National Read a Book Day
National Read a Book Day on September 6 calls all book lovers to indulge in their favorite hobby, guilt-free. Bringing new worlds to life, books enlighten us and transport us on exciting adventures. They can challenge our perspectives on the human experience in ways unmatched by other media. In a world deluged by technology, National Read a Book Day encourages us to silence the noise and turn the pages for a while.
HISTORY OF NATIONAL READ A BOOK DAY
While National Read a Book Day is believed to have originated in the US, other details of the day’s history are unclear. What is clear, though, is Americans’ love for books! And, for many, this is a welcomed day because 81% of us don’t feel we spend as much time reading as we would like. So, today is the perfect opportunity to set aside a little time to catch up on our “to read” list.
The popularity of book clubs points to our ongoing love for books. They date back to the 1600s with women’s Bible studies. But, in the last few decades, reading has taken on a much more social element influenced, in large part, by Oprah Winfrey’s Book Club. Starting in 1996, Oprah’s Book Club recommended 70 books contributing to over $55 million in sales and has been credited with inspiring millions of people to read books.
Over 74% of Americans have read at least one book in the last 12 months. Sure, the busyness of life definitely gets in the way of our reading pursuits with many other activities competing for our time. Luckily, electronic platforms have made it easier for us to read on the go. Almost 20% of books consumed are now via electronic platforms. Whatever format you prefer, grab or download the book on the top of your stack and dive in!
NATIONAL READ A BOOK DAY ACTIVITIES
1.Read a book
Of course, that’s the point of the day but you can put a fun spin on reading by joining a reading challenge. Google “reading challenge” images and you’ll see dozens of checklists and ideas on selecting books that will stretch your imagination while finding a book you won’t be able to put down.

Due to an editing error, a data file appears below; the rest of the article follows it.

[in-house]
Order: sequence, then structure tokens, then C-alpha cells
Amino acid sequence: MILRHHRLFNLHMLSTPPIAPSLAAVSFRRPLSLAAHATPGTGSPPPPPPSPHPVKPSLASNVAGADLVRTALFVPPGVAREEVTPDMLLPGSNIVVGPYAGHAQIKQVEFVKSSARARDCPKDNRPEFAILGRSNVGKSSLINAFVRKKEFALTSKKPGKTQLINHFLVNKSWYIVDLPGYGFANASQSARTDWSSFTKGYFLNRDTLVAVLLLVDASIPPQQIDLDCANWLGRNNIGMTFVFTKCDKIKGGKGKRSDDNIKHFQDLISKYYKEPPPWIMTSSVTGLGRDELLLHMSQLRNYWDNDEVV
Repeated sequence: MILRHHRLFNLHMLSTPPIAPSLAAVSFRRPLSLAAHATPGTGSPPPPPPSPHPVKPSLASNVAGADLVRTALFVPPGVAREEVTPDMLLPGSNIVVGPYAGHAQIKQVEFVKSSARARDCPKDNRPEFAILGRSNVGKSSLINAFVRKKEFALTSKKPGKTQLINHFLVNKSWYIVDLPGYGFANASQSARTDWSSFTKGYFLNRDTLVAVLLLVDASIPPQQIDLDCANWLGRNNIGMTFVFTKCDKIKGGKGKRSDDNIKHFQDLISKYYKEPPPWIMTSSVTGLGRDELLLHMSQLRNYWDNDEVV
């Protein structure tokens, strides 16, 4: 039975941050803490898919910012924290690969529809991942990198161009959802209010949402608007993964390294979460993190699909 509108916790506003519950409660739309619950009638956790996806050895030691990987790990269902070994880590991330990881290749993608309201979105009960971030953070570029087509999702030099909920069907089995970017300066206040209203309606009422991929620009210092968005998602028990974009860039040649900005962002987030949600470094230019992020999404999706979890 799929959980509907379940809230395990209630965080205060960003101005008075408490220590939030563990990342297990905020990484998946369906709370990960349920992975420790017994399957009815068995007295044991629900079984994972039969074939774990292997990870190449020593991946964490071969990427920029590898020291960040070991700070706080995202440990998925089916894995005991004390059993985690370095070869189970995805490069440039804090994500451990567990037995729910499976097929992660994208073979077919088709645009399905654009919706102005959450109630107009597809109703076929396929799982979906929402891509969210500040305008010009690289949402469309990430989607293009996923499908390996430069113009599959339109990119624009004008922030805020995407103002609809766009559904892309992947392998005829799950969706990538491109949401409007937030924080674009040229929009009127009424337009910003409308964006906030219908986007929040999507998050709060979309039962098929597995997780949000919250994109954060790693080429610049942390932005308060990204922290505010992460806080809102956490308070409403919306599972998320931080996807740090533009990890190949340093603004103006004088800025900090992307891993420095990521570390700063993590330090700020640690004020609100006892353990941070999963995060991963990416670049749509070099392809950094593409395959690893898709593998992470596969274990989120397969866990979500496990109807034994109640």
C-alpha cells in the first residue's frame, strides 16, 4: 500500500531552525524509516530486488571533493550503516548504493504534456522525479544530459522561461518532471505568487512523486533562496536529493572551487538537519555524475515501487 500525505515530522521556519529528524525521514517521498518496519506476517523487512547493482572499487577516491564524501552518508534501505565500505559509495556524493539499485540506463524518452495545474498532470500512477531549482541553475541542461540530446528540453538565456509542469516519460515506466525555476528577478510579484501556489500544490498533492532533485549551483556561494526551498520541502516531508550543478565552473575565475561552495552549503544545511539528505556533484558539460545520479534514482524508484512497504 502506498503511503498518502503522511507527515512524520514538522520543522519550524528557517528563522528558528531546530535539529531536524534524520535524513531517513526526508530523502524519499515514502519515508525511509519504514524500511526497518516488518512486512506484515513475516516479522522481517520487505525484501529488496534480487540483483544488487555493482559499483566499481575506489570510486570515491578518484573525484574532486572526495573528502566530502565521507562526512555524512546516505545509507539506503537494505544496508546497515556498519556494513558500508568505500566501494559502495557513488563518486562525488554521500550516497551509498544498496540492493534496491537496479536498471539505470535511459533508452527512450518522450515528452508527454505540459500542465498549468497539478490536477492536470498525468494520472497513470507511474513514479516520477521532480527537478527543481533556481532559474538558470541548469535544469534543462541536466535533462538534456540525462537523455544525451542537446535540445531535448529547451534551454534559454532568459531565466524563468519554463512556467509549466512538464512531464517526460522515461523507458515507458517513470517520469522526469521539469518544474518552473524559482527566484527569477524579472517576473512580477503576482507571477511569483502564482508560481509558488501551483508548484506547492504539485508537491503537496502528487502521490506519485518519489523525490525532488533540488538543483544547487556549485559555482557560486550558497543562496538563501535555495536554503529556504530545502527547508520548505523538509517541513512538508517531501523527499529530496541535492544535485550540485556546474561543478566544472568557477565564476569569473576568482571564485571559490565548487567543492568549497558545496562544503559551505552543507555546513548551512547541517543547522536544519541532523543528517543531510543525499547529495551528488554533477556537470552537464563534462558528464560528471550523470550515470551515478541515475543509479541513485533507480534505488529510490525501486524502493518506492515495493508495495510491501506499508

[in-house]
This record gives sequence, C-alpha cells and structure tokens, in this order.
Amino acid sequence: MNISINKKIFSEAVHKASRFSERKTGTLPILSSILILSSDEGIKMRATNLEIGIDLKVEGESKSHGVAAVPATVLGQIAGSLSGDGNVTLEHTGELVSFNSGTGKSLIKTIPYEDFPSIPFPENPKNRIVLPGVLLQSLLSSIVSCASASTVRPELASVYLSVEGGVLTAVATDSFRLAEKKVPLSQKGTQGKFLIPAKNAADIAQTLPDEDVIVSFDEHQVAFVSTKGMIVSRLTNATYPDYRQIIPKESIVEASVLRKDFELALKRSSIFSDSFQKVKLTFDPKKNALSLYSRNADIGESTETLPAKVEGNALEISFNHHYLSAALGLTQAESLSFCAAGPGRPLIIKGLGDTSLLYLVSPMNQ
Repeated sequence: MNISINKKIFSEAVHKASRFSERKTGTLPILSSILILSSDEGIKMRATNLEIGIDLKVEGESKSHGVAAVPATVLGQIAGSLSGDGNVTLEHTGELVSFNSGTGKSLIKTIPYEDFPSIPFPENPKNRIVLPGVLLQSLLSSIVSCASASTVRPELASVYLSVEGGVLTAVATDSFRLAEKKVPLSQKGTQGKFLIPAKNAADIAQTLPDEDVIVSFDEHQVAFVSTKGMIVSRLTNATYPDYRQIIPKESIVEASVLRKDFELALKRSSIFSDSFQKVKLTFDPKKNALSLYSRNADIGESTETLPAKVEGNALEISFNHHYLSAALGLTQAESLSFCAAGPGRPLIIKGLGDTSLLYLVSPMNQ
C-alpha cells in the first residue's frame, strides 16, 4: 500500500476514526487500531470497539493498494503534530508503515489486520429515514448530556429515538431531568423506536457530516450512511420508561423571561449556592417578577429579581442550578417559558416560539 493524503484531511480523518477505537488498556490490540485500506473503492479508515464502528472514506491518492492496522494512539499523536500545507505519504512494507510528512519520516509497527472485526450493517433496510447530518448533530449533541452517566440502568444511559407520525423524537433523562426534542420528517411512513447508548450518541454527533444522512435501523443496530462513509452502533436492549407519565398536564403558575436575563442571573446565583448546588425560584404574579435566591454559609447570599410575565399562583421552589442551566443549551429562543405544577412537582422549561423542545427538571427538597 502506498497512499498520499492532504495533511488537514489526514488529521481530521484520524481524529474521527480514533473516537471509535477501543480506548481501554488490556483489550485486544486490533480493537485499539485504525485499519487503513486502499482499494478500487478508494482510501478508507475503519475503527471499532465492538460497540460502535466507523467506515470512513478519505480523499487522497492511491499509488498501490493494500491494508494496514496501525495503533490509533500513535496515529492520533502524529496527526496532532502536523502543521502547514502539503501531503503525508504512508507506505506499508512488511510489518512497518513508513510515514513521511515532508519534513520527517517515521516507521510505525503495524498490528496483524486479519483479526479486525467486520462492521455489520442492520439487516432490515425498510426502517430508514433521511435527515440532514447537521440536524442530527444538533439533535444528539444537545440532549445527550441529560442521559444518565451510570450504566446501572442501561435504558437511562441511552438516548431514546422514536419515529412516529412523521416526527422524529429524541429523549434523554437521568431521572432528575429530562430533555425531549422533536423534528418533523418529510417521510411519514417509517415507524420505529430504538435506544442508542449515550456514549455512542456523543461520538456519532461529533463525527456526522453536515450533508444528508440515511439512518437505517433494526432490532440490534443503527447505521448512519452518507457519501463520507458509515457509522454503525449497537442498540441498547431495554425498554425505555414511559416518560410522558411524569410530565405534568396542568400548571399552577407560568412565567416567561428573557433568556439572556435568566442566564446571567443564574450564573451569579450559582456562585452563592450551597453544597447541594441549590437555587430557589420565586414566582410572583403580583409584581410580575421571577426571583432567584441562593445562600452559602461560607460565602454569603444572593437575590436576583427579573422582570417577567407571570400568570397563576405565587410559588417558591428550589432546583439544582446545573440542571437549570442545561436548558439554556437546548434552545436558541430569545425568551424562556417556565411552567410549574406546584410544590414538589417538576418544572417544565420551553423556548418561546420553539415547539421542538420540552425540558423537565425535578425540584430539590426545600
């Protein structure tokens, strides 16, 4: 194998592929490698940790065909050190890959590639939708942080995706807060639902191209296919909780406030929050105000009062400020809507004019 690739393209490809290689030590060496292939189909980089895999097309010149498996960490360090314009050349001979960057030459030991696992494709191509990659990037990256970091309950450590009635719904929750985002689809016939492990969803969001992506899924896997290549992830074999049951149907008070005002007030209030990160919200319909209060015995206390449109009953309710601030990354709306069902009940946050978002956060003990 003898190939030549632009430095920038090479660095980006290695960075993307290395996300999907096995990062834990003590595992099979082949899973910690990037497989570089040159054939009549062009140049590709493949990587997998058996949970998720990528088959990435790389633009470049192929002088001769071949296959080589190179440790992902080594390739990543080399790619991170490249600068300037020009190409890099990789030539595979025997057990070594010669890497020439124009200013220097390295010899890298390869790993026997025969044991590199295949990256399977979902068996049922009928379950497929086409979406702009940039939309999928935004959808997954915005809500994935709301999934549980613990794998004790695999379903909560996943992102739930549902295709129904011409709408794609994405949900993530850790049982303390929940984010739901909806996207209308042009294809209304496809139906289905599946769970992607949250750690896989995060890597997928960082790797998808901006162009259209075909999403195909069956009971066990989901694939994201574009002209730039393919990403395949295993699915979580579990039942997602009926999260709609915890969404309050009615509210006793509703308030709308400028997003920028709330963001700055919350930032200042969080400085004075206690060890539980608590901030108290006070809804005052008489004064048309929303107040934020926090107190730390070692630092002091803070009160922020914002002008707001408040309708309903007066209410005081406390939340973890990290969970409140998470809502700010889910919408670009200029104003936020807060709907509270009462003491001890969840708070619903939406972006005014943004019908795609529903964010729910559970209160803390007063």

2.Volunteer with your local library
Chances are, you have a local public library that can always use volunteers. Libraries do a lot of important work for their communities creating a safe, quiet space for children to learn. Community meetings are held in libraries and many function as polling places during elections. Donating books to your local library is a great way to share knowledge with your community and book donations often help libraries flesh out their shelves.
3.Share your passion with someone
Share your passion for reading with someone. Read to your children in order and pass along your love of books to them. You could also volunteer to read to an elderly adult unable to read on their own. Reading aloud to them not only improves your brain function and reduces your stress level, but it also creates a connection they will treasure and stimulates their brain activity as well.
5 FUN FACTS ABOUT BOOKWORMS
1.How many books bought?
Over 675 million print books were sold in the US throughout 2018.
2.How much money spent?
Americans spend an average of $28 on books annually.
3.Who’s most likely to read?
Adults aged 18 – 29 are most likely to have read at least one book in the last 12 months.
4.How much time spent?
The US tied with Germany as #22 in the world for time spent reading at just under 6 hours per week; India holds the top spot at almost 12 hours reading per person per week.
5.Who’s most satisfied with life?
One study showed adults who read at least 30 minutes per week are 20% more satisfied with life than those who are not spending the same time reading.
WHY WE LOVE NATIONAL READ A BOOK DAY
A. Books expand our minds
It’s rare that you would read a book and not experience a new thought or perspective you’ve never considered before. We open ourselves to new information when we read and can walk in someone else’s shoes for a while. Frequent readers tend to be more aware of cultural differences and social issues while showing more compassion and understanding.
B. Reading is good for our health
Studies prove that avid readers show fewer signs of stress and have higher problem-solving abilities than people who don’t read. Reading renews energy, elevates mood, promotes more restful sleep, and slows the progression of Alzheimer’s and dementia through brain activity. Overall, reading leads to a longer, healthier life.
C. It creates community
With the popularity of book clubs, reading is now considered a team sport. Having a group of friends to share the highlights, learning points and humor of books makes reading that much more fun. The wine doesn’t hurt either!
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